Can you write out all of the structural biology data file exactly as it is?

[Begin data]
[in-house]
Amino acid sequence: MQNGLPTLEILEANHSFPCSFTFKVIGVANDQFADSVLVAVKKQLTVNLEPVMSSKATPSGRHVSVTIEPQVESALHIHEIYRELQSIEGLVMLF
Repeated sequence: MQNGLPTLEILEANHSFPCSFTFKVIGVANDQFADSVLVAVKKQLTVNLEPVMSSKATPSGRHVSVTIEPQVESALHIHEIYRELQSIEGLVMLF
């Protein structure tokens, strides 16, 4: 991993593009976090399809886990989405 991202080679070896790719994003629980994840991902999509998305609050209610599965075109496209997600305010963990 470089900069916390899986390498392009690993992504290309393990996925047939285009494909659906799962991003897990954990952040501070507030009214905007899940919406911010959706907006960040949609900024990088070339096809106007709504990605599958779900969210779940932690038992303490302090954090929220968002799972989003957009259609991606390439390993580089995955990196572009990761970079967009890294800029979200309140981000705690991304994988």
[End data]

[in-house]
Amino acid sequence: MQNGLPTLEILEANHSFPCSFTFKVIGVANDQFADSVLVAVKKQLTVNLEPVMSSKATPSGRHVSVTIEPQVESALHIHEIYRELQSIEGLVMLF
Repeated sequence: MQNGLPTLEILEANHSFPCSFTFKVIGVANDQFADSVLVAVKKQLTVNLEPVMSSKATPSGRHVSVTIEPQVESALHIHEIYRELQSIEGLVMLF
């Protein structure tokens, strides 16, 4: 991993593009976090399809886990989405 991202080679070896790719994003629980994840991902999509998305609050209610599965075109496209997600305010963990 470089900069916390899986390498392009690993992504290309393990996925047939285009494909659906799962991003897990954990952040501070507030009214905007899940919406911010959706907006960040949609900024990088070339096809106007709504990605599958779900969210779940932690038992303490302090954090929220968002799972989003957009259609991606390439390993580089995955990196572009990761970079967009890294800029979200309140981000705690991304994988």